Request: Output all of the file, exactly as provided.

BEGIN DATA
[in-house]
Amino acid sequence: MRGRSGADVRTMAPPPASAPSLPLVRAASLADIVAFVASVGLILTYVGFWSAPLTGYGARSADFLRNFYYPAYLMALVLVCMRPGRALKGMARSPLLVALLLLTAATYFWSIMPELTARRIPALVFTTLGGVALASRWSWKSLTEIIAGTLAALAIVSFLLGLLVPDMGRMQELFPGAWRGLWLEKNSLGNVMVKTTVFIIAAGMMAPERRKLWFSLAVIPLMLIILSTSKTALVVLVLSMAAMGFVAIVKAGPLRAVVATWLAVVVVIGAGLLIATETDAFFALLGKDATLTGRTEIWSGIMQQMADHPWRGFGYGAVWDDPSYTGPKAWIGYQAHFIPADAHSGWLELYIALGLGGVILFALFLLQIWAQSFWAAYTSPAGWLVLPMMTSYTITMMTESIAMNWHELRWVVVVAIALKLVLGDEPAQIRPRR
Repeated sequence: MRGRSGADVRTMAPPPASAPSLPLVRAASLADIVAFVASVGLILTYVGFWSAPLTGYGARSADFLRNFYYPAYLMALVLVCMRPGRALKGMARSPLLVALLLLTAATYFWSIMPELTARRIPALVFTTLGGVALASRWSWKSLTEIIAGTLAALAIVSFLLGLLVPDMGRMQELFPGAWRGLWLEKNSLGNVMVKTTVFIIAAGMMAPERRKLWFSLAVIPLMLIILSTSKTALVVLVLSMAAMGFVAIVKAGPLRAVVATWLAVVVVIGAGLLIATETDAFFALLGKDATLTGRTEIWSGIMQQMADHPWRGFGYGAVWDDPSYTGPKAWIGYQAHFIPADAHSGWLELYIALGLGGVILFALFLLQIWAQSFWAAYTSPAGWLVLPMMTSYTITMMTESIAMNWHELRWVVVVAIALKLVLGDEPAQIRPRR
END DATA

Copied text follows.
[in-house]
Amino acid sequence: MRGRSGADVRTMAPPPASAPSLPLVRAASLADIVAFVASVGLILTYVGFWSAPLTGYGARSADFLRNFYYPAYLMALVLVCMRPGRALKGMARSPLLVALLLLTAATYFWSIMPELTARRIPALVFTTLGGVALASRWSWKSLTEIIAGTLAALAIVSFLLGLLVPDMGRMQELFPGAWRGLWLEKNSLGNVMVKTTVFIIAAGMMAPERRKLWFSLAVIPLMLIILSTSKTALVVLVLSMAAMGFVAIVKAGPLRAVVATWLAVVVVIGAGLLIATETDAFFALLGKDATLTGRTEIWSGIMQQMADHPWRGFGYGAVWDDPSYTGPKAWIGYQAHFIPADAHSGWLELYIALGLGGVILFALFLLQIWAQSFWAAYTSPAGWLVLPMMTSYTITMMTESIAMNWHELRWVVVVAIALKLVLGDEPAQIRPRR
Repeated sequence: MRGRSGADVRTMAPPPASAPSLPLVRAASLADIVAFVASVGLILTYVGFWSAPLTGYGARSADFLRNFYYPAYLMALVLVCMRPGRALKGMARSPLLVALLLLTAATYFWSIMPELTARRIPALVFTTLGGVALASRWSWKSLTEIIAGTLAALAIVSFLLGLLVPDMGRMQELFPGAWRGLWLEKNSLGNVMVKTTVFIIAAGMMAPERRKLWFSLAVIPLMLIILSTSKTALVVLVLSMAAMGFVAIVKAGPLRAVVATWLAVVVVIGAGLLIATETDAFFALLGKDATLTGRTEIWSGIMQQMADHPWRGFGYGAVWDDPSYTGPKAWIGYQAHFIPADAHSGWLELYIALGLGGVILFALFLLQIWAQSFWAAYTSPAGWLVLPMMTSYTITMMTESIAMNWHELRWVVVVAIALKLVLGDEPAQIRPRR